People just love the "low taxes = more money for ME!" line, especially when the negative effects of waterboarding the government will not cause any consequences that affect ME!

My friend Terry remarked to me privately:
I can't help but think there are probably a lot of people who were/are "fierce free-market foe(s) of government spending", who now want their unemployment checks.
Ya think? But Sanford's not thinking of getting re-elected here in SC. He's term limited in 2010. He's thinking of bigger and better things.

The 2012 campaign begins in January 2011. Gotta schmooze a shitload of donors and muckety-mucks to even get started.

Sunday, January 04, 2009

Great Moments in Internet Commentary

On a TBogg thread about Red State having kittens over the Washington Post hiring Greg Sargent and claiming that the WP would never hire someone straight from rightwing Blogistan, conveniently (or stupidly*) forgetting the infamous Ben Domenech (a.k.a. "Box Turtle Ben").

Captphealy sez:
I suspect Greater Wingnuttia has a massive case of "Phantom Limb Syndrome", as most of them appear to be laboring under the impression that they still have dicks to swing.
NealDeesit replies:
Still have? Their mistaken belief is that they ever had anything to swing. These morons consistently confuse their "being huge dicks" with "having huge dicks."
*As TBogg notes, "We have almost reached the point where picking on [Red State] is like heckling the kids at the Special Olympics."

Saturday, January 03, 2009

The Original Moonbat

Ahab at If I Ran the Zoo comments on Peggy Noonan, erstwhile Reagan speechwriter, predicting that reading books will become The Next Big Thing.

Peggy sez:

...It is a relatively inexpensive (libraries, Kindle, Amazon), peaceful and enriching activity. And we're about to enter an age of greater quiet. More people will be home, not traveling as much to business meetings or rushing out to the new jobsite. A lot of adults are going to be more in search of guidance and inspiration. The past quarter century we've had other diversions, often expensive ones—movies, DVDs, Xboxes. Books will fit the quieter future.
Ahab, quite rightly, snorts at that.
Peg's politics have provided us with expensive diversions too, of course. But somehow she neglects to mention Iran-Contra, impeachment, stolen elections, stupid wars, drowned cities, wrecked economies, etc., etc., etc. Our coming "age of greater quiet" is really just another in this series. And likewise, for what purpose does Peggy suppose people might now seek "guidance and inspiration" but to extricate themselves from the devastation that is the culmination of her politics?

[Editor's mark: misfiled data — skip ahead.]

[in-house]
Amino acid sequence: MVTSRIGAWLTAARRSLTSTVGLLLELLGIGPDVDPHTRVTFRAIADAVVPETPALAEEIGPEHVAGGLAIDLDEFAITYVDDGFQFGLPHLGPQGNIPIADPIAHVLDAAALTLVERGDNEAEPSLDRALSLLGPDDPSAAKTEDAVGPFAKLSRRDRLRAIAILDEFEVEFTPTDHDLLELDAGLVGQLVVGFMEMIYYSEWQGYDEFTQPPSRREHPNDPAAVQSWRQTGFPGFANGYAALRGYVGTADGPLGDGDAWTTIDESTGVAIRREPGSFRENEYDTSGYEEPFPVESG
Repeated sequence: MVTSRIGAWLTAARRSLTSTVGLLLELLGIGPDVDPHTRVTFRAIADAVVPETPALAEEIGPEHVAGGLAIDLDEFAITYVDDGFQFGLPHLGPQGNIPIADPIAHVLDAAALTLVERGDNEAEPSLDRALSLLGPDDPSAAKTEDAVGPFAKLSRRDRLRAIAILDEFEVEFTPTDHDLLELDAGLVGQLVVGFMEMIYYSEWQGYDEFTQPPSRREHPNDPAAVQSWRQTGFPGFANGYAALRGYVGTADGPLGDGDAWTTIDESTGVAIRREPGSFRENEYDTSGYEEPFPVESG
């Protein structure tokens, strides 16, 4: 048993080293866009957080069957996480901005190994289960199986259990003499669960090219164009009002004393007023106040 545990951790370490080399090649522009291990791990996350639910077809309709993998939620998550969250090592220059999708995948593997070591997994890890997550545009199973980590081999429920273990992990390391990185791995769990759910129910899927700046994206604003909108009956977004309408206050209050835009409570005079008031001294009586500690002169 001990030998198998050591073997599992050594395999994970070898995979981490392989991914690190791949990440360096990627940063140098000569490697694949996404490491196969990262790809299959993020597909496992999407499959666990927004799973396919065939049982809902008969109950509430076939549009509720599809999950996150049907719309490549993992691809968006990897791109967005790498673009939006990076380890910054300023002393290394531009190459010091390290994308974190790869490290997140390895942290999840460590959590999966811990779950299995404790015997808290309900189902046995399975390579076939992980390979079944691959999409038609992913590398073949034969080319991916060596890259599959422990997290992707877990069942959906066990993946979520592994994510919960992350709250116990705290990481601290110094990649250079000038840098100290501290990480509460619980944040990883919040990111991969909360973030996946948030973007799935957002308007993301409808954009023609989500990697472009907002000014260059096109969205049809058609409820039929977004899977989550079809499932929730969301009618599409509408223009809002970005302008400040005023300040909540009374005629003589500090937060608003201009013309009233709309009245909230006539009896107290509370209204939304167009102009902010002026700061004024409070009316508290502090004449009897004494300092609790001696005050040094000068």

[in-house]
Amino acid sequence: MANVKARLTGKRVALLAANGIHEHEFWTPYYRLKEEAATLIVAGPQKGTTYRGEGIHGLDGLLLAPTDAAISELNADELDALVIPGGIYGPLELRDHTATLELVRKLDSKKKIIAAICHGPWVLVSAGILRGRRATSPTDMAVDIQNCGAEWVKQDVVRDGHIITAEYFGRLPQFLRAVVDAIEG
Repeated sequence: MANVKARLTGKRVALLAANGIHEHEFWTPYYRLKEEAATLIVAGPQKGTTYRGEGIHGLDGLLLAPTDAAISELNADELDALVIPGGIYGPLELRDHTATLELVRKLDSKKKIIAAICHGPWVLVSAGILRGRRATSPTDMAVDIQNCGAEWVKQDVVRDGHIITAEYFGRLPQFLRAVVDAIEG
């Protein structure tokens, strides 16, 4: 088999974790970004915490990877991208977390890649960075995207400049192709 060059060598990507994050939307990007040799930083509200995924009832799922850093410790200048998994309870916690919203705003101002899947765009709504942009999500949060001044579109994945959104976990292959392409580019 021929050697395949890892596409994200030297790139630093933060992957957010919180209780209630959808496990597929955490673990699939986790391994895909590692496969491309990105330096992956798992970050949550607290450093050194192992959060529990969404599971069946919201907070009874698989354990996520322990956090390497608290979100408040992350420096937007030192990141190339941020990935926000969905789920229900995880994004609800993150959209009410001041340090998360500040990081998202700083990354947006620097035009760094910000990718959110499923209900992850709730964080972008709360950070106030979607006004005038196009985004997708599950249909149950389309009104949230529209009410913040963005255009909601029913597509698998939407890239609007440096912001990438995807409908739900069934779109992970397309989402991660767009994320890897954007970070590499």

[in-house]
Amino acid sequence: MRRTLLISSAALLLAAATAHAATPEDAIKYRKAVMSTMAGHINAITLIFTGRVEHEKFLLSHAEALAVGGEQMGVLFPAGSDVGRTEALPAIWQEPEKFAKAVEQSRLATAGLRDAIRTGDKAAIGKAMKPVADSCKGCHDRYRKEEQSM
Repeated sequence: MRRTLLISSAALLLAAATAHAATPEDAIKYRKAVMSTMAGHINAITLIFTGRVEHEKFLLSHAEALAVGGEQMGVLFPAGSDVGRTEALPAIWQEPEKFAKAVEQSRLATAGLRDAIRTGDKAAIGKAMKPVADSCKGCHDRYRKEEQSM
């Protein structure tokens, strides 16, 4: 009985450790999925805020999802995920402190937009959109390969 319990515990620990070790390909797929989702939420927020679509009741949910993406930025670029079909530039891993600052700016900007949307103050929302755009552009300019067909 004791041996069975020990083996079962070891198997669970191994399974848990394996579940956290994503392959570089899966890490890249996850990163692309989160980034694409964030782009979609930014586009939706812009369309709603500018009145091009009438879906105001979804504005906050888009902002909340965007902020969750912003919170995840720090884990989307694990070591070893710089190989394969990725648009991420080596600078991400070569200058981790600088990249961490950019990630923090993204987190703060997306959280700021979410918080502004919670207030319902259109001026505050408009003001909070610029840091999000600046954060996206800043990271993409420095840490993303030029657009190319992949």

My own comment on the quote goes to the idiotic, airy-fairy, typically Noonanesque mind-set behind it.
The reason Peggy always comes across as such a space pilot is because she insists on romanticizing and elevating her every stray thought and experience into vanguards of the New Zeitgeist.

I mean, really. Because SHE is enjoying the quiet pleasures of reading right now, everyone else not only should but will be doing the same in the days to come. And so she must come up with her typically airy-fairy reasons why this will happen.

It's disturbing that she seems to be looking FORWARD to that "quieter" future in which "people will be home, not traveling as much to business meetings or rushing out to the new jobsite" because...and notice that she is not so indelicate as to actually say these words out loud...they'll be OUT OF WORK. She prefers, as always, to euphemize and tiptoe around the darkness and suffering involved in what she's selling, because -- and this is what really gets her going -- there will be so many happy spiritual effects of all that poverty and joblessness. And Peggy's all about the spiritual renewal, y'know. Elian was saved by the dolphins (who inexplicably failed to save his Mom) to demonstrate the superiority of the American Way of Life and Renew Our National Purpose. Or something.

Seriously, though, it is so typical of her to be determined to see the silver lining, the holy messages, the New Jerusalem in everything, including (or perhaps especially) Republican-generated disasters and controversies.

And then, of course, there's the fact that she is so often wrong. Observe:
The past quarter century we've had other diversions, often expensive ones—movies, DVDs, Xboxes. Books will fit the quieter future.
Does she really think that angry, distressed people will somehow, for some reason that has been tragically unknown to Borders and Barnes&Noble for a couple of decades, prefer to turn to books rather than play video games or watch movies? Will poverty and fear for the future make people better readers, more willing to pick up a book rather than the remote? Please.

Sure, she's absolutely right that books are QUIETER than X-Box escapism, but that will only make the sobs from the next room harder to ignore.

And another thing that only struck me as I was posting this: Peggy considers an Amazon Kindle (~$370.00 -- when they're in stock) "relatively inexpensive"? 

Welcome to how the other 10 percent lives.